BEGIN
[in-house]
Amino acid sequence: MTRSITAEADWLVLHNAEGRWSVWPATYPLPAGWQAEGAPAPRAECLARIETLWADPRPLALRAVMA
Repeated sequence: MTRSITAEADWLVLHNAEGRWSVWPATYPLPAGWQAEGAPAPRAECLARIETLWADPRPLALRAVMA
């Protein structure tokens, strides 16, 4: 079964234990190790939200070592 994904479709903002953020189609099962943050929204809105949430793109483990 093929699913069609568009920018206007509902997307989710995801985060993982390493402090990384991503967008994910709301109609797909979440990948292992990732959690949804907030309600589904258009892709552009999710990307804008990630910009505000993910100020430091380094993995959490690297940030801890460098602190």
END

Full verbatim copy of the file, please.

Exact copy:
[in-house]
Amino acid sequence: MTRSITAEADWLVLHNAEGRWSVWPATYPLPAGWQAEGAPAPRAECLARIETLWADPRPLALRAVMA
Repeated sequence: MTRSITAEADWLVLHNAEGRWSVWPATYPLPAGWQAEGAPAPRAECLARIETLWADPRPLALRAVMA
């Protein structure tokens, strides 16, 4: 079964234990190790939200070592 994904479709903002953020189609099962943050929204809105949430793109483990 093929699913069609568009920018206007509902997307989710995801985060993982390493402090990384991503967008994910709301109609797909979440990948292992990732959690949804907030309600589904258009892709552009999710990307804008990630910009505000993910100020430091380094993995959490690297940030801890460098602190």